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RCMP investigators seize millions in counterfeit products in 2012

The value of counterfeit goods seized by the RCMP has increased by 500 per cent in less than a decade, according to the RCMP’s 2012 Intellectual Property Crime Statistics.

The retail value of seizures in 2012 reached $38.1 million, up from $7.7 million in 2005. With the exception of a one-year high of $67.5 million in 2011, due to a special operation dubbed Project O-Scorpion and another operation in 2008  which accounted for half of the yearly total of $29.3 million, the report shows there has been a relatively steady increase in RCMP seizures of counterfeit products between 2005 and 2012.

Of most concern to the RCMP is the increasing amount of counterfeit products appearing in Canada that pose a risk to the health and safety of people who use them – knowingly or unknowingly.

A full 30 per cent of incidents the RCMP saw in 2012 involved products that were potentially harmful, an increase from 11 per cent of incidents in 2005. These products run the gamut and can include: fake medications that may have the wrong amounts of active ingredients or none at all; electrical components or electronics that present fire/shock hazards; untested beauty products and perfume that may cause skin reactions, rashes, etc.; or toys that may have contaminants, lead paint or choking hazards.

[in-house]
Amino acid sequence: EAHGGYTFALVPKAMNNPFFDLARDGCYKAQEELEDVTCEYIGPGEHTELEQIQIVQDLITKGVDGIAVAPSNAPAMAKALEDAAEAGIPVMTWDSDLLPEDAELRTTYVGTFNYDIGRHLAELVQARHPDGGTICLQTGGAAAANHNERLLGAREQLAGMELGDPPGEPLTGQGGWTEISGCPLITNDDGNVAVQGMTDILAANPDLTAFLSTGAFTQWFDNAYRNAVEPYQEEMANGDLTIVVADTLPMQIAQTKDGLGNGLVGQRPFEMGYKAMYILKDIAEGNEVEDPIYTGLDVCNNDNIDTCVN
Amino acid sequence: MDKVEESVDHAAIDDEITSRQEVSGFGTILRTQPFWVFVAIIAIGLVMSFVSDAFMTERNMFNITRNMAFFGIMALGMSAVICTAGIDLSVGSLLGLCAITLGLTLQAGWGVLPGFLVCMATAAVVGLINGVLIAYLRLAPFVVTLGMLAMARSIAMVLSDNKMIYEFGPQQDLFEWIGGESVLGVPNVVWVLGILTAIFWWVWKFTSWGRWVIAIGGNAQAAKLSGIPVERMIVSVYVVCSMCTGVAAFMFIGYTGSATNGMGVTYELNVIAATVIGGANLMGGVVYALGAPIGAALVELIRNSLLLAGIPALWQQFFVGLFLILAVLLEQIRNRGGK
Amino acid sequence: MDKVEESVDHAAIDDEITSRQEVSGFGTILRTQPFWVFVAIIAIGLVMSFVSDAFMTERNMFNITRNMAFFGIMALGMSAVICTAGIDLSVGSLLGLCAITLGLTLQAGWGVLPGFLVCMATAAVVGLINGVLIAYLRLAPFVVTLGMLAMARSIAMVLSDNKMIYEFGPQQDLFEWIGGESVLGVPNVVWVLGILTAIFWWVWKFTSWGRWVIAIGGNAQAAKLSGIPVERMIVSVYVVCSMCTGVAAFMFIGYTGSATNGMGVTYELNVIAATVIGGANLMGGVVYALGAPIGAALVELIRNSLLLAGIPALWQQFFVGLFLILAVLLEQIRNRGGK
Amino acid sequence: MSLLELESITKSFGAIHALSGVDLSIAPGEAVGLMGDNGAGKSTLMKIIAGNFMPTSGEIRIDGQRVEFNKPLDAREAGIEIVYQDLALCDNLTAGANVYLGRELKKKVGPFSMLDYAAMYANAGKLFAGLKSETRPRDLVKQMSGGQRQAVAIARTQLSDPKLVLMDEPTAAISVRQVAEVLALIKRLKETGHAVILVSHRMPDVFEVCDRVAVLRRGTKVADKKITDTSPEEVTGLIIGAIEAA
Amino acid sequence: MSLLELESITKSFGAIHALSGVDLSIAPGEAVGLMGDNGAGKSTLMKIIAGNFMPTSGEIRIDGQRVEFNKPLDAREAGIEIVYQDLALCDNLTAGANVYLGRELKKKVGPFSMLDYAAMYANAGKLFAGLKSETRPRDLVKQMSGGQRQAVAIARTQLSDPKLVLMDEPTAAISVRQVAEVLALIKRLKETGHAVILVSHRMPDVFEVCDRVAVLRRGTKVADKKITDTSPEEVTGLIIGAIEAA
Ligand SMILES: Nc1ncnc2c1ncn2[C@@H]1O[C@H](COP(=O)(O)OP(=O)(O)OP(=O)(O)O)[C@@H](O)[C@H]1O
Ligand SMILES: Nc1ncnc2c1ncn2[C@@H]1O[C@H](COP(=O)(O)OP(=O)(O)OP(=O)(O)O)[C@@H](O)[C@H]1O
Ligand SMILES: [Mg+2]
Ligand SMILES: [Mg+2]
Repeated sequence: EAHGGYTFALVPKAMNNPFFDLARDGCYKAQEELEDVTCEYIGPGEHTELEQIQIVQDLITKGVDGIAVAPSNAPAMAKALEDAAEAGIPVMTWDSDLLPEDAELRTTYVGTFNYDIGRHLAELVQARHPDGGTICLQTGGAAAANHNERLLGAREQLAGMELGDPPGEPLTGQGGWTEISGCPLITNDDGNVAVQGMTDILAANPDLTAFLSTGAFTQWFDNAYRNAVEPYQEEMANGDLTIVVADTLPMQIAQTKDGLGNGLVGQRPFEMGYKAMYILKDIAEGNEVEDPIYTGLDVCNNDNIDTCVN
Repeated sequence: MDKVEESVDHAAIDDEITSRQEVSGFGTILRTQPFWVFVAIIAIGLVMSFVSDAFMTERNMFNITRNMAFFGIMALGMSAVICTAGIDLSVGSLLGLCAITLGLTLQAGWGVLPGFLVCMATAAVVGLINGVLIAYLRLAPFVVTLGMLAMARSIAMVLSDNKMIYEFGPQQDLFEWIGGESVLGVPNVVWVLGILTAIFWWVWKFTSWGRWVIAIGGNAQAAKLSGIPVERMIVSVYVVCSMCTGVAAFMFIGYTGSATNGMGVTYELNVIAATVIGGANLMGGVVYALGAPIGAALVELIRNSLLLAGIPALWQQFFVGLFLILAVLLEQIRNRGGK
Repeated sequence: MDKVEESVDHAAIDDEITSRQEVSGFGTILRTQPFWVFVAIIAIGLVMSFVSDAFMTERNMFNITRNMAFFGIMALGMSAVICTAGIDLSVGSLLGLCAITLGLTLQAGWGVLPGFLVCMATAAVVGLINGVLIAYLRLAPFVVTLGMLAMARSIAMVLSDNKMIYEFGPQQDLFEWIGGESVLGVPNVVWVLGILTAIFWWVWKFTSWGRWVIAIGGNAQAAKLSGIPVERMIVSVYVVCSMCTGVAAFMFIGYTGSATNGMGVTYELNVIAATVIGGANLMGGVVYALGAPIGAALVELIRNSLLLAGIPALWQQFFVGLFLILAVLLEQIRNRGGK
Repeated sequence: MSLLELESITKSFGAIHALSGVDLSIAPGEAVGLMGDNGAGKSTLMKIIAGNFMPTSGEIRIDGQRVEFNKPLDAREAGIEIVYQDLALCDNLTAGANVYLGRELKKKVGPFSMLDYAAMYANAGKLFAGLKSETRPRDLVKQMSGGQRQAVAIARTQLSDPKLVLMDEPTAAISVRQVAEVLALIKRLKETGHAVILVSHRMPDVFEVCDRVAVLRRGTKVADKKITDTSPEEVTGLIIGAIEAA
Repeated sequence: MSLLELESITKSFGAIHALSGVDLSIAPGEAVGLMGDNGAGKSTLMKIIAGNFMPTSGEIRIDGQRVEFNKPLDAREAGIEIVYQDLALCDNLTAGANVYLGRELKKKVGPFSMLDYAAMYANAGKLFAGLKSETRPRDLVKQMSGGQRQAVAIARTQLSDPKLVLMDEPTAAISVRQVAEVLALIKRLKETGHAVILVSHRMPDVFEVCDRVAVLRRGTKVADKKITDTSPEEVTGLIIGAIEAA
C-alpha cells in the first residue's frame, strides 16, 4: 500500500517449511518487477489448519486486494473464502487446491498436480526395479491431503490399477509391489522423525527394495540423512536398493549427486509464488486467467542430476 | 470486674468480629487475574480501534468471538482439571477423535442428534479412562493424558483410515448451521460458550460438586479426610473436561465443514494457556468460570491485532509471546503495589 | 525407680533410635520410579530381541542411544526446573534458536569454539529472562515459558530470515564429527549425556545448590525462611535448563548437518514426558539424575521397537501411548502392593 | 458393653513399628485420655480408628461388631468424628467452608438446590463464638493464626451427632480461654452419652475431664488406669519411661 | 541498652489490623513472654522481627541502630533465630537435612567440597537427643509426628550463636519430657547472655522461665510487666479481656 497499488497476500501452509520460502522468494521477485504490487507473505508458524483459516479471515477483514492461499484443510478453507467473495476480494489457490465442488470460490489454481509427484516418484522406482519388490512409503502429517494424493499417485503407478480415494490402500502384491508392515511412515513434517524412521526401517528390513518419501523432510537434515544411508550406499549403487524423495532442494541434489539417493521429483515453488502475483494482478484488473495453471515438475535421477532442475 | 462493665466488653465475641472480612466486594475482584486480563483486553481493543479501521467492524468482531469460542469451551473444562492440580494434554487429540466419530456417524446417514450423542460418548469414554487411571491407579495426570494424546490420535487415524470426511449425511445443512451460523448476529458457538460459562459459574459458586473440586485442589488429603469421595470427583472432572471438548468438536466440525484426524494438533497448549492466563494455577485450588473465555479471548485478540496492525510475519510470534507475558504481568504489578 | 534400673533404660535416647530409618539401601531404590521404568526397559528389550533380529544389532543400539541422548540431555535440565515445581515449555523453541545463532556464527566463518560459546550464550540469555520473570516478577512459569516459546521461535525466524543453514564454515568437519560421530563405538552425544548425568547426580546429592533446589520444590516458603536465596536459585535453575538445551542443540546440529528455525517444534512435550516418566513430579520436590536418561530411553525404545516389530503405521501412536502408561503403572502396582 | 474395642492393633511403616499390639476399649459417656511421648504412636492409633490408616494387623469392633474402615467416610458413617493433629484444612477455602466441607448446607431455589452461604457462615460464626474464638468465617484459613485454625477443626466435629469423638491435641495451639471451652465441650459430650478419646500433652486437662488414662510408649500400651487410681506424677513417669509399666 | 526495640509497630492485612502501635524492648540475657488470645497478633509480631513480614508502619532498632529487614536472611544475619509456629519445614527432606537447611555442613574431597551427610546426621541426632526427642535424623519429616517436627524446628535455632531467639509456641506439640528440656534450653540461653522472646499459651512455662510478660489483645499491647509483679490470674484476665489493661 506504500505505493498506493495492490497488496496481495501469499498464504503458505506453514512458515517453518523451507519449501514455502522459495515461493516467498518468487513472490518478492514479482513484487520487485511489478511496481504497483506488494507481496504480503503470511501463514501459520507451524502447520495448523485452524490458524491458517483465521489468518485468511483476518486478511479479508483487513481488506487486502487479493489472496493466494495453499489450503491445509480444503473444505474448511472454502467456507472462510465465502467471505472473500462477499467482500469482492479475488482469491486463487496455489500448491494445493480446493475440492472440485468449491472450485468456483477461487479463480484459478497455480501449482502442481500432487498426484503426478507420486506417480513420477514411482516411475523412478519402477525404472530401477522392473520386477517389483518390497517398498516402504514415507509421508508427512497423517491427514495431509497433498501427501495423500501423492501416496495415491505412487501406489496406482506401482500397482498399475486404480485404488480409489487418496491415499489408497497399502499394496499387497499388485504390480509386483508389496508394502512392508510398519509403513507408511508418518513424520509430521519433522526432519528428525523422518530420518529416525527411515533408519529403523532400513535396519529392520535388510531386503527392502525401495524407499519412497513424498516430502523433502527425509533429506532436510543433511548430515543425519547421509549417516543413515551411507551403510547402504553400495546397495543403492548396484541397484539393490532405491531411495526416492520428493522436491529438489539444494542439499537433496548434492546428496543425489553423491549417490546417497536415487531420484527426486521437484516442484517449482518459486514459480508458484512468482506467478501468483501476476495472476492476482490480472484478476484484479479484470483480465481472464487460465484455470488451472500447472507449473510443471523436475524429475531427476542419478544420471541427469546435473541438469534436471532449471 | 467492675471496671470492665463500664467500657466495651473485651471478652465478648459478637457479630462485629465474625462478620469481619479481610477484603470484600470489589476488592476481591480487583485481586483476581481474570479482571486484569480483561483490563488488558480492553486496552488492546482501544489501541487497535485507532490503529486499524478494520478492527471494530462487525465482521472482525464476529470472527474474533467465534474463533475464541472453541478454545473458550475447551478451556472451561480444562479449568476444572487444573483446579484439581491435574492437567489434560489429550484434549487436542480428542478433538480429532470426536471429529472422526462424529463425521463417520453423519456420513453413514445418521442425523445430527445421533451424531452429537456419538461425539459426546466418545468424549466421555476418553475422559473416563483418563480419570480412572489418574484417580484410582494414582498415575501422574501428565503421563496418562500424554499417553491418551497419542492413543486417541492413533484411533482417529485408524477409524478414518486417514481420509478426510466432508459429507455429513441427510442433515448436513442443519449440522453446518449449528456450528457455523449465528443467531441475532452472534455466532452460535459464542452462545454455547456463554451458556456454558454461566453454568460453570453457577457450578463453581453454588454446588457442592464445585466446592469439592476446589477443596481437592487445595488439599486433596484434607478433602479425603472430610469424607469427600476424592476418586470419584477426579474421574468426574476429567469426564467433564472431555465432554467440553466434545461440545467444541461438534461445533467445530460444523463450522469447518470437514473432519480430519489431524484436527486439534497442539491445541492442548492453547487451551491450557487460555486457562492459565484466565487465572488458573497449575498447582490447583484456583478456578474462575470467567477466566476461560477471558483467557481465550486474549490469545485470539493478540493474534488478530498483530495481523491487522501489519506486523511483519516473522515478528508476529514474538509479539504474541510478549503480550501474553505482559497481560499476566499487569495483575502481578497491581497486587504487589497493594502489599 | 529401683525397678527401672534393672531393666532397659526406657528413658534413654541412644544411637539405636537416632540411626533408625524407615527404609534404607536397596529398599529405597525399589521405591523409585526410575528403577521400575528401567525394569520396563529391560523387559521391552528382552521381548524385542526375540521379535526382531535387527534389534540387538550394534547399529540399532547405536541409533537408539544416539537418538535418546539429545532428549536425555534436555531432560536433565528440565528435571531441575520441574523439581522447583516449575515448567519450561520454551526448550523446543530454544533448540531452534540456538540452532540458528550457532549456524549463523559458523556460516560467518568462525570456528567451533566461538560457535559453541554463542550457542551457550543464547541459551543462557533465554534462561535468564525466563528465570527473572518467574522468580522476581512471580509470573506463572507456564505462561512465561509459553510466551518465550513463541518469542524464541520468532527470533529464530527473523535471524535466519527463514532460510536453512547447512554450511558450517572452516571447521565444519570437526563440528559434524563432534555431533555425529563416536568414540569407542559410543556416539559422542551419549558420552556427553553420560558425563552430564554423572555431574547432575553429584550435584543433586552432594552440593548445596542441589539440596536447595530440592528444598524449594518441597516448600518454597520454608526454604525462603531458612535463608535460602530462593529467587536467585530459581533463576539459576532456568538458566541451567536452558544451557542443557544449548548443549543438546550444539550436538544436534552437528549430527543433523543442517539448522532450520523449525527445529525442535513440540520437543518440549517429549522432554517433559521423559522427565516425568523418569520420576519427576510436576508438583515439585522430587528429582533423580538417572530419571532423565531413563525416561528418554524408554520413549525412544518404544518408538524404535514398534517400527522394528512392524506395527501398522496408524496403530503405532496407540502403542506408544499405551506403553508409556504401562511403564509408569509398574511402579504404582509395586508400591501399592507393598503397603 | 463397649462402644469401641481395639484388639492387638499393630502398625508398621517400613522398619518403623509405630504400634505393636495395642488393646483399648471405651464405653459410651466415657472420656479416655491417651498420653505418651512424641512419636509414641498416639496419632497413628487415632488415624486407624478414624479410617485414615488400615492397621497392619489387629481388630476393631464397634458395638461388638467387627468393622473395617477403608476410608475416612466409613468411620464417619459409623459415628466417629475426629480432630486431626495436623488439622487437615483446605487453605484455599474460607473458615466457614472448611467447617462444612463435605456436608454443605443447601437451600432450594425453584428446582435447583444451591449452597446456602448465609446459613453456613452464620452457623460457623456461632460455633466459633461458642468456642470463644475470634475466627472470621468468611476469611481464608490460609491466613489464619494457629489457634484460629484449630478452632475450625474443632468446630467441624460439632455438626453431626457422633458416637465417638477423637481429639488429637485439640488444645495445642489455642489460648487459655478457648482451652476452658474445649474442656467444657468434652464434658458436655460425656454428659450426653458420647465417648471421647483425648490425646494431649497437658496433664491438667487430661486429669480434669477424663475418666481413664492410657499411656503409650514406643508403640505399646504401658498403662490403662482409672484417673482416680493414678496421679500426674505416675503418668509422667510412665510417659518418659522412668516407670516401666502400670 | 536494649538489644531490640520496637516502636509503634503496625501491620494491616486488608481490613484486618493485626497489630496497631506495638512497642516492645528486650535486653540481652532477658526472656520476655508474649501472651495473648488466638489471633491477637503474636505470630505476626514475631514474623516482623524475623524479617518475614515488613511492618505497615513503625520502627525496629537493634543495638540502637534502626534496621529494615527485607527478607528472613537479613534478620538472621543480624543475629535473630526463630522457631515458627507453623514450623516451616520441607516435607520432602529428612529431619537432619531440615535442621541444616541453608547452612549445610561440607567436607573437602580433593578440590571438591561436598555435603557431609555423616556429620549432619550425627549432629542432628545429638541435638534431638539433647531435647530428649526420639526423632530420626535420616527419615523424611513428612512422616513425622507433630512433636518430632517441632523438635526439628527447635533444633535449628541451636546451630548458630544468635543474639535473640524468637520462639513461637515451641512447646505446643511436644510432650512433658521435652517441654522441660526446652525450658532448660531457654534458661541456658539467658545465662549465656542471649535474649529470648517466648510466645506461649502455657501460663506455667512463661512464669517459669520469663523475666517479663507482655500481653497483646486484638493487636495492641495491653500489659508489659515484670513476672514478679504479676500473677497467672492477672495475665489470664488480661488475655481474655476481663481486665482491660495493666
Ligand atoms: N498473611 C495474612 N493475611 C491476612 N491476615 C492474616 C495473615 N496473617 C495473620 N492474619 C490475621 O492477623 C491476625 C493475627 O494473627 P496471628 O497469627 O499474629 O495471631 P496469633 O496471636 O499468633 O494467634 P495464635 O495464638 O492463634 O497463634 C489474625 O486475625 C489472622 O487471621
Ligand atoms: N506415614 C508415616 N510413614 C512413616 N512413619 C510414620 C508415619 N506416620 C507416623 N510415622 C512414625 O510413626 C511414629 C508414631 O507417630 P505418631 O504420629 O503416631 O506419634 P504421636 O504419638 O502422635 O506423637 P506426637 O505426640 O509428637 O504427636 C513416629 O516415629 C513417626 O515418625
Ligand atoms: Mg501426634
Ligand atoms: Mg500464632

“It’s a highly organized criminal activity,” says S/Sgt. Kevin Fahey, RCMP Federal Policing Criminal Operations. “There are significant resources invested in manufacturing and distributing these products; these are large-scale commercial operations with profits being funneled into organized crime activities.”

The largest Canadian intellectual property investigation took place over two phases in 2011 and 2012. Under Project O-Scorpion, the RCMP worked closely with Canada Border Services Agency personnel to identify the suspect goods as they arrived in Canada. The RCMP ultimately made 49 seizures totaling an estimated retail value of $43.5 million in the first phase of the project. In the second phase of the project 14 search warrants were executed, 67 charges were laid against 22 people and counterfeit products with a retail value of $35 million were seized.

“It’s these kinds of large-scale operations where we will make the greatest impact,” S/Sgt. Fahey explains. “If we can stop these products from even making it to store shelves, Canadians will ultimately be much safer.”